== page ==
Intelligent automation has the potential to transform nearly every aspect of business. It can increase the speed, operational efficiency, cost-effectiveness and accuracy of activities in IT, HR, operations, finance and more. Workers can generate more impactful insights and make smarter decisions more quickly. It can automate simple or repetitive tasks, but also do knowledge work, thanks to big data, predictive analytics, process robotics, natural language processing, machine learning and A.I.
However, managing risk through this new digital frontier has become a major challenge for most organizations. This is where internal auditors are playing an increasingly important role: The internal audit function can help to focus the integration of governance, risk, and controls considerations throughout the automation program lifecycle, and it can help identify opportunities to embed automation-enabled control activities within a variety of business processes and functions.
There is a very close alignment between the risk and performance objectives of IT and internal audit’s capabilities around intelligent automation, says Michael Smith, intelligent automation leader for internal audit at KPMG. “Both IA and IT want to see risk well-managed and automation programs well-governed,” he says. In addition, internal audit sits across the entire organization, so it has a broad view across silos. “That allows internal audit to have a perspective on where the opportunities exist to leverage automation into processes and weigh in on governance,” he explains. “Where IT and internal audit are collaborative and partnering, the automation efforts are more meaningful and yield much better results.”
So how can organizations best capitalize on intelligent automation while maintaining proper controls? For the best results, internal audit and IT should look at automation opportunities within an IT process or control and consider how to automate the validation component as an end-to-end improvement in risk management, says Nicole Lauer, KPMG’s IT Internal Audit services leader. “Many internal audit shops are focused right now on using automation within their own function, but recognize that they can also add value by bringing broader insights on how to do things better for the company — getting the company away from manual efforts to focus on more strategic areas,” she says. “IT has a resource in internal audit they may not be aware of for those ideas.”
Key opportunities for internal audits across the three lines of defense
All three lines of defense across the company are ripe for internal audit involvement in automation. For IT, as well as other functional owners across the enterprise, internal audit can serve as a key “automation advisor,” on assessing the impact automation initiatives have on systems and controls to address the organization’s dynamic risk profile.
For the first line of defense, there are opportunities for IT to take advantage of internal audits in areas such as user access and change management. “User access is often a place where IT gets started with intelligent automation, because that data is more structured,” says Smith. With the second line of defense — those with oversight over policies and standards — internal audit can help identify opportunities to leverage intelligent automation within monitoring controls, regulatory compliance monitoring, policies, and reporting activities.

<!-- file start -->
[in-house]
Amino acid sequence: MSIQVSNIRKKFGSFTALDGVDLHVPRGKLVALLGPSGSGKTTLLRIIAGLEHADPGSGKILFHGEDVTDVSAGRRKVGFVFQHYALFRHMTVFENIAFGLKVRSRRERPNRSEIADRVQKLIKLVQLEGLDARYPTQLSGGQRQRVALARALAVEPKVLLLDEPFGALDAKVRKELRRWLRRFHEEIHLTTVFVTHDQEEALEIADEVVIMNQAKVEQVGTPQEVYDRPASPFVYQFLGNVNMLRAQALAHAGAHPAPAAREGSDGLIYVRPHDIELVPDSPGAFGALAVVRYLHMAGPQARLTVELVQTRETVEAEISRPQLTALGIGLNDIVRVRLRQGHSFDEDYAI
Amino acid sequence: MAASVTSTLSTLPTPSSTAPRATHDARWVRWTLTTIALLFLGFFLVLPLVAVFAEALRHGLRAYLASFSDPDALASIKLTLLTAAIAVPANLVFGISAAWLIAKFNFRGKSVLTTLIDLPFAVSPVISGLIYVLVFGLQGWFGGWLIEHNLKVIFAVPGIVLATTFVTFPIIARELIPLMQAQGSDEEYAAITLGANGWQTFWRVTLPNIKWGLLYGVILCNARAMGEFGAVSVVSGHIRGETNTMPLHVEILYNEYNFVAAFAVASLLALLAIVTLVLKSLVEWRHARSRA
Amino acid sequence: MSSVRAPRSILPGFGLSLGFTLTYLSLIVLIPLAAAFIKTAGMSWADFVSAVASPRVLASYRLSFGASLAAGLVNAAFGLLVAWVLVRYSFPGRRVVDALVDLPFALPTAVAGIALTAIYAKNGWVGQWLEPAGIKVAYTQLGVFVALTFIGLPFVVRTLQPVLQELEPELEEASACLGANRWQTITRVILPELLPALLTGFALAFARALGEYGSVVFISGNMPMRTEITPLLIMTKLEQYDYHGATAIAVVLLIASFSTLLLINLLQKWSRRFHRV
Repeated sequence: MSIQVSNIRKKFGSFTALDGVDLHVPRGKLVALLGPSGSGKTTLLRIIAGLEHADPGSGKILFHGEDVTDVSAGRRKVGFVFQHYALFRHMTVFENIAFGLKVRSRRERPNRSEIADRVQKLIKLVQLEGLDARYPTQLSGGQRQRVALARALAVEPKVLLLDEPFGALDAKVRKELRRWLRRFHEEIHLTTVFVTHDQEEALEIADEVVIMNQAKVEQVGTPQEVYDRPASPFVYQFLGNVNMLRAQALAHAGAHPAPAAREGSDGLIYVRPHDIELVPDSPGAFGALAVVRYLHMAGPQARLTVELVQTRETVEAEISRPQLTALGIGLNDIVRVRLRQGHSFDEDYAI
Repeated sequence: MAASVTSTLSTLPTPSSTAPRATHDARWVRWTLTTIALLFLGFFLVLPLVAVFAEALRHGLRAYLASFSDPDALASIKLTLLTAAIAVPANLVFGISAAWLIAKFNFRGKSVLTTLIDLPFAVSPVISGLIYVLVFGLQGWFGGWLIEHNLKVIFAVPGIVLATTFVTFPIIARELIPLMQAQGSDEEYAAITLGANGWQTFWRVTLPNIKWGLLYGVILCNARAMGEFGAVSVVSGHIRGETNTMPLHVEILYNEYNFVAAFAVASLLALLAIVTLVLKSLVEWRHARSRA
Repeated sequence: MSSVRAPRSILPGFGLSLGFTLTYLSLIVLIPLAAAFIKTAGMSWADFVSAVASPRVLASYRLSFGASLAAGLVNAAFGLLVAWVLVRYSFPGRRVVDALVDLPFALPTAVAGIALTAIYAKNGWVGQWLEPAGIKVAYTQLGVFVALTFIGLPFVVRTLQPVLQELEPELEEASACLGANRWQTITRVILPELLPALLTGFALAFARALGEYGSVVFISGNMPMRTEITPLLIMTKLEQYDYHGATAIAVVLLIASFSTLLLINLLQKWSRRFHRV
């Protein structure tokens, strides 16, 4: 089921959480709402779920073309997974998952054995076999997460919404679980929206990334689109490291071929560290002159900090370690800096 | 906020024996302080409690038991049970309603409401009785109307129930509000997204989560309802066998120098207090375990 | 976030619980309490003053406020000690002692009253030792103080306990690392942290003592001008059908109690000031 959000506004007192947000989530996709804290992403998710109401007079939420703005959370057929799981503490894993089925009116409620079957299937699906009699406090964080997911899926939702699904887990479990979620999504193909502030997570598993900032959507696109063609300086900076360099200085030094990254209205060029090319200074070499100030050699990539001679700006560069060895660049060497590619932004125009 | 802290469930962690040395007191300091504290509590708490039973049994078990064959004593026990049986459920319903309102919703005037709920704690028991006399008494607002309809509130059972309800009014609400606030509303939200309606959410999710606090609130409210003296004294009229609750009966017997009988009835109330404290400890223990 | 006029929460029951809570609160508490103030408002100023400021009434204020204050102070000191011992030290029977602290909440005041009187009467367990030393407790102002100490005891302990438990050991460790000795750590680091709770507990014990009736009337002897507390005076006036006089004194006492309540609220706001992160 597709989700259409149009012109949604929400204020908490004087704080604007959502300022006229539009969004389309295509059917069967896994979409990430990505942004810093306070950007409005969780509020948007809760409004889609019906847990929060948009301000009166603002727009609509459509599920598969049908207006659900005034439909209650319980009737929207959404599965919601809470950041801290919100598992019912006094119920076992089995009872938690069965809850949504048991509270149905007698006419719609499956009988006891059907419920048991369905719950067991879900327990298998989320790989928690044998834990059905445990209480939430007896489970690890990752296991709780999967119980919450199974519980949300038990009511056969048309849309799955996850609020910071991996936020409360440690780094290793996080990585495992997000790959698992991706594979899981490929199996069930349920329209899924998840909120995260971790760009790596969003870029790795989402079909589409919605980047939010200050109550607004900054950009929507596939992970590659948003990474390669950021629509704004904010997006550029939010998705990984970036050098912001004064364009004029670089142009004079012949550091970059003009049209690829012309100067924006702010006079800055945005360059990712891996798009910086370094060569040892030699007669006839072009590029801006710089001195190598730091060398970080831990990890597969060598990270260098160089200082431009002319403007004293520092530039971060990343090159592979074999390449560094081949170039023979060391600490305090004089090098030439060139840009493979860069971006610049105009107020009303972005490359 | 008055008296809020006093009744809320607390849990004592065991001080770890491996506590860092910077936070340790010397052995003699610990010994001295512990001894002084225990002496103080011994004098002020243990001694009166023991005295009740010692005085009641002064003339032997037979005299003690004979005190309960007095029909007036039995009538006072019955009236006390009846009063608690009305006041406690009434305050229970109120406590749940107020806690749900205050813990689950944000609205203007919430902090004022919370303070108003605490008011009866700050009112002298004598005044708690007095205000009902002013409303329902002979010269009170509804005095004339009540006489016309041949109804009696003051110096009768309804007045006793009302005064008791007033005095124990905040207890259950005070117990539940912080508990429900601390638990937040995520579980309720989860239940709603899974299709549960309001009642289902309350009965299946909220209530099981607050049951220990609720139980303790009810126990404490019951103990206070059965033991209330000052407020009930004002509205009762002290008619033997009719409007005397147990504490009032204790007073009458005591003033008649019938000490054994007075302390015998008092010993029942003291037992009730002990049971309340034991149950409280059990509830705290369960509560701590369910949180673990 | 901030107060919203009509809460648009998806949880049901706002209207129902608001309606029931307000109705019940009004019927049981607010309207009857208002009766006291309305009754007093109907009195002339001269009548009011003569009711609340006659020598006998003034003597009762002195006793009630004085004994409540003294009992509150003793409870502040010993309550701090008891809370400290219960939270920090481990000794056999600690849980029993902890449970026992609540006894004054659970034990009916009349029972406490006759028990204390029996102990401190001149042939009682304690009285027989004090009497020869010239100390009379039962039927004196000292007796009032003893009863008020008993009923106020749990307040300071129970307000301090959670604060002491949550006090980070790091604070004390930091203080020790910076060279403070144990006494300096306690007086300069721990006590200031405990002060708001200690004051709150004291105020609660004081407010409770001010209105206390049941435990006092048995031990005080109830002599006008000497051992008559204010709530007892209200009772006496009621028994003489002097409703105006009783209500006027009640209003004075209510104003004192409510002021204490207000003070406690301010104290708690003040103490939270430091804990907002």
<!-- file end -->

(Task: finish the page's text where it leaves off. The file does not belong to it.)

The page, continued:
Finally, internal audit can itself leverage automation as the third line of defense: Seizing automation opportunities can help internal audit reduce its costs, improve outcome quality, and drive additional value within the internal audit organization.
“Connecting the cost and benefits drivers across those three lines of defense creates better use cases for intelligent automation,” says Smith. “It’s a way to drive broader savings and efficiency and promulgate the optimal control framework going forward.”
To that end, the audit function should be seen as a champion of the organization’s goals for leveraging automation, rather than a roadblock who will impede its progress.
“Don’t be afraid to engage internal audit,” says Lauer. “From the IT standpoint, don’t assume they’re going to say no — instead, see them as an enabler that you can engage with early on in the intelligent automation journey.” Keep in mind, she adds, that IT is not always the function that owns the intelligent automation programs within the company. But IT often becomes an enabler of the automation and the steward of protecting the automation assets, so engaging with internal audit from the beginning can be beneficial when it comes to issues such as security and access control, change management, and monitoring of the technology and the overall program.
Drive greater value by partnering with internal audit
Whether your intelligent automation program is just beginning or is already up and running, internal audit can add value by collaborating on use case portfolios and automation governance programs . A thorough internal audit review of intelligent automation will cover strategy, technology, process, personnel, controls and program management/governance.
“I think it’s a critical and exciting time within the internal audit profession,” says Smith. “We’re at this inflection point with a growing suite of advanced technologies that we can use to drive significant value when partnering with the organization, especially IT.” If done right, partnering with internal audit around intelligent automation can provide more assurance and greater value to the organization.